Geotags, Metadata, Social Media, and Crime.

The other day, I posted 6 pictures on Twitter and challenged people to tell which pictures were of Arizona and which depicted the arid lands of North Central Washington. The correct answer came quickly from a lawyer in Chicago.  At first, I wasn’t sure how a resident of Chicago would recognize the local topography so well.   But later he admitted that he answered the question by downloading the pictures to his computer and examining the “metadata” of the photographs, which contained the GPS location and the longitude and latitude of my iPhone when I took the picture. The questions arose: what are the dangers of sharing your precise location on the internet?

Although there doesn’t seem to be any documented cases yet of criminals using geo-location, the subject has been discussed quite a bit online. Last month the U. C. Berkeley Computer Science Gazette discussed such a problem, and the writers discovered that quite a number of photographs of items for sale that were posted on Craigslist contained geo-tags. For those of you unfamiliar with geotagging, it is a digital camera feature that lets you embed GPS coordinates in a digital picture file to mark where it was taken.

An example of a view of a digital photograph's metadata or geotag showing the precise location of the camera when the image is taken

The concept is popular for vacation photographs because you can quickly identify precisely where the photograph was taken.  As you can see from the image at the right, the metadata of a digital photograph reveals quite a bit.  So in what ways might criminals take advantage of this feature?  What if you took a photograph of expensive jewelry and posted the pictures online?  Could a would-be burglar then examine the metadata to determine where exactly the jewelry was?  I suppose this is possible, but it doesn’t surprise me that there really hasn’t been such a rash of such cases.  Mostly the social media crime stories that you see are instances of Facebook users having their homes burglarized after announcing to 300 of their “friends” that they will be out of town on vacation.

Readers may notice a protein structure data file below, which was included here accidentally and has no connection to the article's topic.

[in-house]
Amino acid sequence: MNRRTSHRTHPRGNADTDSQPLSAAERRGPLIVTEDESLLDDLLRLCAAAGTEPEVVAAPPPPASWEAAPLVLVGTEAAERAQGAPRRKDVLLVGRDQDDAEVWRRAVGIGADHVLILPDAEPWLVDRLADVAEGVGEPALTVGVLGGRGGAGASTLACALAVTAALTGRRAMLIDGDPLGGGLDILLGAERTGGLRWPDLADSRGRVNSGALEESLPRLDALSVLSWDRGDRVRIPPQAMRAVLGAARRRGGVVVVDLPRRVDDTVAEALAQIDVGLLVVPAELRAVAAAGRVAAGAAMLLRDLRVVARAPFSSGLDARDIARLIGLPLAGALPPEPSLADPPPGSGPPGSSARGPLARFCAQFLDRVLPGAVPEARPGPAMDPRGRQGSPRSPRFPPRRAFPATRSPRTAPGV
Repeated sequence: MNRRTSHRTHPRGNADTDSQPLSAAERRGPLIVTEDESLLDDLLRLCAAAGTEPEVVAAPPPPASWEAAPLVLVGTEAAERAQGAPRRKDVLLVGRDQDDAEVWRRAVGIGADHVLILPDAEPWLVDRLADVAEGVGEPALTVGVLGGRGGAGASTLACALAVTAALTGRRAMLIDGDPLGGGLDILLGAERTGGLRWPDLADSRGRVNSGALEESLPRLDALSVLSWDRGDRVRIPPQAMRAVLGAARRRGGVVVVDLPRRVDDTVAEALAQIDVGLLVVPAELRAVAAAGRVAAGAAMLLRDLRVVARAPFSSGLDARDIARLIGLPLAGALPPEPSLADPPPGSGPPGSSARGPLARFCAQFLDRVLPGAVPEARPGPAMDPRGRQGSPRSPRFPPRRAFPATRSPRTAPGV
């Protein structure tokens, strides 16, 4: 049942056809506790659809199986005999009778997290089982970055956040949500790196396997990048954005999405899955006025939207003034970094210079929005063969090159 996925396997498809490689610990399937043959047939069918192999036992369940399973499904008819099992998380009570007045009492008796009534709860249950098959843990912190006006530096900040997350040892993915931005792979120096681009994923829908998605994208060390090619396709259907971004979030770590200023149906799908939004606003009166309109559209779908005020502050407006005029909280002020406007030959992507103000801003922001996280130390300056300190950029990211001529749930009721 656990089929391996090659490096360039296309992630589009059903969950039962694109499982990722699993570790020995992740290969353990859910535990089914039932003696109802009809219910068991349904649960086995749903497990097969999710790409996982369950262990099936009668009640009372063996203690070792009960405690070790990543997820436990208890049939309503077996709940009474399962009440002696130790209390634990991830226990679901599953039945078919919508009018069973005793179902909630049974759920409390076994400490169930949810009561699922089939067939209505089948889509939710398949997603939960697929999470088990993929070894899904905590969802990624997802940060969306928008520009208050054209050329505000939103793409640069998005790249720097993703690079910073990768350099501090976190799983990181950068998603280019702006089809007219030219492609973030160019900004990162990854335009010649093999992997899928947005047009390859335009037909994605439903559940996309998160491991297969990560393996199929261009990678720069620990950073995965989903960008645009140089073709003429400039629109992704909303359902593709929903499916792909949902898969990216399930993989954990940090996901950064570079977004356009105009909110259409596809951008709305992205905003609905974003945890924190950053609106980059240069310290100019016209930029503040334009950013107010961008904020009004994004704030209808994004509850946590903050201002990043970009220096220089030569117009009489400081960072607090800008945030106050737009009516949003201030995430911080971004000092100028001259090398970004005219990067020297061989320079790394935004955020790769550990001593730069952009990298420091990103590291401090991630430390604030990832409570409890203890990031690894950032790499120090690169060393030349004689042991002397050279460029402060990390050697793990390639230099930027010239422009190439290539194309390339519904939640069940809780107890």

Maybe its the former prosecutor in me, but I really anticipate that the metadata of photographs will be used much more by law enforcement.  For example, take your average Facebook page of someone in their late teens.  How many photographs would you see of the 19 or 20-year-old with alcohol?  Until now, the police could never prove “when” or “where” a photograph was taken, and these are essential jurisdictional elements that are a necessary to bring charges.  But aren’t these two questions conclusively answered by a photograph’s metadata as depicted above?  Before I set any teenage readers into a panic, I should mention that I put this theory to a test.

Can the police determine the location and date of photographs posted online?

I downloaded a few such photographs from Facebook, and attempted to analyze the metadata for location and date.  However, I wasn’t able to recover such information.  At first, I assumed that the photographs were taken by older digital cameras with no geotag capabilities.  However, no such metadata was even recoverable from Facebook “mobile upload” pictures that were clearly taken with iPhones. Even when I uploaded geotagged pictures that I had taken myself, I still could not recover date and location information.  I then emailed Facebook, and they informed me that such metadata was automatically “stripped” from all photographs once they appear on Facebook.  I then asked Facebook if that data would be recoverable from them by law enforcement subpoena.  I have not heard back yet.  I never tested this out with Myspace.  It could be that they strip such metadata too.  But if Facebook protects a user’s “geo-location”, how come Twitter and Craigslist do no also do so?

What do you think?  Will those seeking to commit crimes use such technologies in the future?  In what ways could such technology be abused?

For past blog posts about technology and the law see here, herehere, here, here, and finally here.

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Steve Graham is a criminal defense lawyer, and he splits his time between Spokane and Seattle, Washington. Visit his website by clicking:
Law Office of Steve Graham
1312 North Monroe Street, #140
Spokane, WA 99201
(509) 252-9167
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